CHS Blog

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A Week in the Life of a Volunteer Biologist - Froggy Friday

July 27, 2020
Stephanie Winton

By this time of year, the frogs have bred and the eggs have successfully hatched. The tadpoles are being headstarted for release into historic habitats where they will help stabilize existing wild populations. This means we must also feed and care for the tadpoles before their eventual release. To clean the tadpole tubs, we create siphons by… Read More

Adventures in Canadian Herpetology: Recounting a Decade of CHS Field Trips

Part 1: Grasslands National Park, 2009

June 22, 2020
Joe Crowley, SAR Specialist with the Ontario Ministry of the Environment, Conservation and Parks

Each fall, herpetologists from across the country converge for the annual Canadian Herpetological Society conference, which has become an invaluable forum for us to share our work, meet new people and catch up with old friends. The Monday field trip, which follows the weekend’s formal conference program of platform and poster presentations, is also a source of… Read More

Otter and loon fall for fake turtles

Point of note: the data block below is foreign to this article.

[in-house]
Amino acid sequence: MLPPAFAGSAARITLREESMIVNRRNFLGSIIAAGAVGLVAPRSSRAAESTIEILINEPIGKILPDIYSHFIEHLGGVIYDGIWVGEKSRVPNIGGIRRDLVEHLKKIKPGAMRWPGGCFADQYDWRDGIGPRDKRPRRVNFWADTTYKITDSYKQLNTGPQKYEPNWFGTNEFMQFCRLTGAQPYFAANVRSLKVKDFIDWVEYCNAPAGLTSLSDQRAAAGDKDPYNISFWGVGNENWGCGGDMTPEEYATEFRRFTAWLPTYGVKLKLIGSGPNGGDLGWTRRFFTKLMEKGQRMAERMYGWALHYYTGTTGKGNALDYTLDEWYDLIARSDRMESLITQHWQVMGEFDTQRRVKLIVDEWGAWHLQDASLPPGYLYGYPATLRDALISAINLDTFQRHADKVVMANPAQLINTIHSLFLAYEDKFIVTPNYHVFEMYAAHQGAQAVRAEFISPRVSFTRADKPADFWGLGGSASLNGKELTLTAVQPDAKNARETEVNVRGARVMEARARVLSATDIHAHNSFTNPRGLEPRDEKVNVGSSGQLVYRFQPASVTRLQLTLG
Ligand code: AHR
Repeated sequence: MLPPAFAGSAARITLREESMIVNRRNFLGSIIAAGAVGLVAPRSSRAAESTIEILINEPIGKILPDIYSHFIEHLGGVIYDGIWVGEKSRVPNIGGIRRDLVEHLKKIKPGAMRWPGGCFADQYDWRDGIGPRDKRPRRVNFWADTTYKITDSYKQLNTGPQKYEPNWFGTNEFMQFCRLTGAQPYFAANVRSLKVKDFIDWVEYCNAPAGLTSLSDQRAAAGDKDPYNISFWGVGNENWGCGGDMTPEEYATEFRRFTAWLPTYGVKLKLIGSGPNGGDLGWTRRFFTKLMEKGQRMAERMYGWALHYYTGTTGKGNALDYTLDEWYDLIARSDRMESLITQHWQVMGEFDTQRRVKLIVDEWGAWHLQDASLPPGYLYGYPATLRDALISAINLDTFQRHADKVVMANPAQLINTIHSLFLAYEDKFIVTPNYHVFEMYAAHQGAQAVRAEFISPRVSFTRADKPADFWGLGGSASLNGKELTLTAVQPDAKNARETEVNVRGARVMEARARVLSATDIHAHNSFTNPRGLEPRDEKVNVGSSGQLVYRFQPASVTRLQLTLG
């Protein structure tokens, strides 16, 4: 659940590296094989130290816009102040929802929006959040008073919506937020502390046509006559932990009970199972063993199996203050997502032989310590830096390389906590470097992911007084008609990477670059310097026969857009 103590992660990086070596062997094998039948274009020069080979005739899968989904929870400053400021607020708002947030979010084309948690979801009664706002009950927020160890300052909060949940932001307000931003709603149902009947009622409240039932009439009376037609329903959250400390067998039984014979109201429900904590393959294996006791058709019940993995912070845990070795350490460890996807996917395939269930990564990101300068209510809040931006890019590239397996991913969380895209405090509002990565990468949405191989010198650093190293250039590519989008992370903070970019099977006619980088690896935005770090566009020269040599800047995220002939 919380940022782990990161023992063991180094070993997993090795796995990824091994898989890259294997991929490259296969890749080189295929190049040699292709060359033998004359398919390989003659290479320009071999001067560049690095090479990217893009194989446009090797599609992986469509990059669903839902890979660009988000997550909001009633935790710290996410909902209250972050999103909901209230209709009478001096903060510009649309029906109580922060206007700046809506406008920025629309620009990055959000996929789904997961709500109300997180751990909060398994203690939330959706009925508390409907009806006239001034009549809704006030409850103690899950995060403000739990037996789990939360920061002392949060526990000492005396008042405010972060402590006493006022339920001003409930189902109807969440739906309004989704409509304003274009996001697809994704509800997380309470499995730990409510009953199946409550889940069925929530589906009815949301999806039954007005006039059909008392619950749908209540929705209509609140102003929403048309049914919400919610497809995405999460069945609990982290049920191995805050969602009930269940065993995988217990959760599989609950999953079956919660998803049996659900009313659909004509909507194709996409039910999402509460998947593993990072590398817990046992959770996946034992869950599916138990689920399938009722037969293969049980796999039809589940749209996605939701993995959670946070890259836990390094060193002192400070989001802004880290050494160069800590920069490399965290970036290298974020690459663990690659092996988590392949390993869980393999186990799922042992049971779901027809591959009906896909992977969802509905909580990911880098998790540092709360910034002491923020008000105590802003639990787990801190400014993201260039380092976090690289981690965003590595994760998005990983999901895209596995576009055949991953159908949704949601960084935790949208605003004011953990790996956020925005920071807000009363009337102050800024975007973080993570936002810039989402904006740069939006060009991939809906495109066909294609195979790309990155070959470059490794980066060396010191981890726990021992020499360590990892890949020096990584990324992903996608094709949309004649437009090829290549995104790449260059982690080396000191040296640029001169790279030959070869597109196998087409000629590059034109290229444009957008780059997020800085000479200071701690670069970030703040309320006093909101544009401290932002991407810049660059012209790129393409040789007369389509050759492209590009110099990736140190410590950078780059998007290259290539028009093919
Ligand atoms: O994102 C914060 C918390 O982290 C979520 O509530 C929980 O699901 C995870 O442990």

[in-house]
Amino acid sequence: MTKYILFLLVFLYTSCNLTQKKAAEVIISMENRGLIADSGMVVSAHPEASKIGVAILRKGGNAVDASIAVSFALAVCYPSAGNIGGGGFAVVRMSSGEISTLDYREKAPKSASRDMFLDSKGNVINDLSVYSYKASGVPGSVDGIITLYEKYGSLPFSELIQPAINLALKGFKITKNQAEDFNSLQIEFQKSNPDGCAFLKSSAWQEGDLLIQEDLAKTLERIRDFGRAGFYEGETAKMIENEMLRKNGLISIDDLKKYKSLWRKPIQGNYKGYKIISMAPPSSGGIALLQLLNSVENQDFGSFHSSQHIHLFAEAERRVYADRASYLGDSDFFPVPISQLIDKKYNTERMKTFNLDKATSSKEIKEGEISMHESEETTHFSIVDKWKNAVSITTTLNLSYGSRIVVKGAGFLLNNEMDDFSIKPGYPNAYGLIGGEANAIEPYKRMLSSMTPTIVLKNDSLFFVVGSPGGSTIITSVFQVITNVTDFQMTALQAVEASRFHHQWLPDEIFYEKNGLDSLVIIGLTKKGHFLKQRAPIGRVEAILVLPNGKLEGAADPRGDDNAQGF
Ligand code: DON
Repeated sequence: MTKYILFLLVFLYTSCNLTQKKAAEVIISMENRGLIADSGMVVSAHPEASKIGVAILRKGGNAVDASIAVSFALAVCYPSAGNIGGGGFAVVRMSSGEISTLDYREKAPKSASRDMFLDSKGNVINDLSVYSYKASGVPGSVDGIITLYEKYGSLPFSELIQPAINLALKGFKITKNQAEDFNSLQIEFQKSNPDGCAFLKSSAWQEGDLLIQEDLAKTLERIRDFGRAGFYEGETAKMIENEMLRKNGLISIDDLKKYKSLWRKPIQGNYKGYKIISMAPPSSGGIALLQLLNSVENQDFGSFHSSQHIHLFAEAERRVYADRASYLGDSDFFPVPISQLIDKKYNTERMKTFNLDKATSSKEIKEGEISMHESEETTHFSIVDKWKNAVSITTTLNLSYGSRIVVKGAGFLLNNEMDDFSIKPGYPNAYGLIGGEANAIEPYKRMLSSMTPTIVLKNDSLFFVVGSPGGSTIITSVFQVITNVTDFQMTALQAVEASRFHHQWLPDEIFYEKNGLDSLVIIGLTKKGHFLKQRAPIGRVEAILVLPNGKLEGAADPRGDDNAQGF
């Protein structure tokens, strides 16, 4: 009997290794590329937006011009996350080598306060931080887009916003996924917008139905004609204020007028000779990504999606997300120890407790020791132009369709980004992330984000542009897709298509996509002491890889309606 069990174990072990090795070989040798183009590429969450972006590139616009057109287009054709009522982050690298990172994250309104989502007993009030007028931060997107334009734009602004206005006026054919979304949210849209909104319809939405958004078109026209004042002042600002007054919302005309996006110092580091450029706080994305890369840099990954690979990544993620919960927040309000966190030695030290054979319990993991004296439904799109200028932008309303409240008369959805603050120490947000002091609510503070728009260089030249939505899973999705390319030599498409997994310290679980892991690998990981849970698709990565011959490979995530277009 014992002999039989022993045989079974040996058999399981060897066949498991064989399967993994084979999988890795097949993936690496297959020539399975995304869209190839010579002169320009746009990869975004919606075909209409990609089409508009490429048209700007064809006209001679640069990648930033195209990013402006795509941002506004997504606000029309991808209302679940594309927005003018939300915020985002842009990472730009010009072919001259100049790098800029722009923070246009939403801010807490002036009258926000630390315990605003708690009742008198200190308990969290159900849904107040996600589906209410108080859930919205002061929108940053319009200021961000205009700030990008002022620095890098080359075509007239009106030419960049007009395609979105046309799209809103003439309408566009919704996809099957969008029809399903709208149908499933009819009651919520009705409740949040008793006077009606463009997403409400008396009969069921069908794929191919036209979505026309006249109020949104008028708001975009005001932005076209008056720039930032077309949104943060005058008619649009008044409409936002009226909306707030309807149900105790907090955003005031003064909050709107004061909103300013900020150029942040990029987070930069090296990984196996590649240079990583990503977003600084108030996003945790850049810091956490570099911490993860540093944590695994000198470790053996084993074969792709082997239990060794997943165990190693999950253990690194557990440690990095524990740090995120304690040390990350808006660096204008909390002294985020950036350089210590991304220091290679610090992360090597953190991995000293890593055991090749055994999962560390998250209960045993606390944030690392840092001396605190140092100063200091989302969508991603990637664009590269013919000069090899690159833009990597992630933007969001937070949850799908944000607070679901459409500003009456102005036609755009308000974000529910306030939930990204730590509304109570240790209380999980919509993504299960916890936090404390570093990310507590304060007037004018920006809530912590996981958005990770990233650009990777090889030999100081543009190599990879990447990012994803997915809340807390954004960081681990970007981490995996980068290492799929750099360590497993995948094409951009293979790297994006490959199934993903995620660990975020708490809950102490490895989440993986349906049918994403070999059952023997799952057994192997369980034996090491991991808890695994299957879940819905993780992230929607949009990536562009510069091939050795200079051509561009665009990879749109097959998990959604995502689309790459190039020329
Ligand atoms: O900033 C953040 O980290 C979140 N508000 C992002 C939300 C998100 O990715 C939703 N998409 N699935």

May 29, 2020
Grégory Bulté, Department of Biology, Carleton University

As part of our research on the mating habits of the northern map turtle, we used 3D printed turtle decoys to woo wild turtles and recorded their behaviours with action cameras. Our fraudulent turtles worked their intended goal admirably well, but they also attracted the unwanted attention of peckish neighbours. Adult turtles have few predators in Canadian waters but otters are a notable menace… Read More

The Enigmatic Morphology of a Male Painted Turtle

May 10, 2020
Patrick Moldowan

I once met a Painted Turtle from Estaire,
he was male and without so much as a care.
When plucked from the muck, … Read More

Of Turtle Eggs and Road Work

May 03, 2020
David Seburn, Freshwater Turtle Specialist with the Canadian Wildlife Federation and chair of the CHS conservation committee

Freshwater turtles face a number of serious threats, from wetland destruction to roadkill to nest predation. Although nest predation is a natural threat, in many areas the number of nest predators has increased leading to higher rates of nest predation. And those nests that avoid being consumed by predators may still end up being destroyed by people. An incident from this past summer illustrated… Read More

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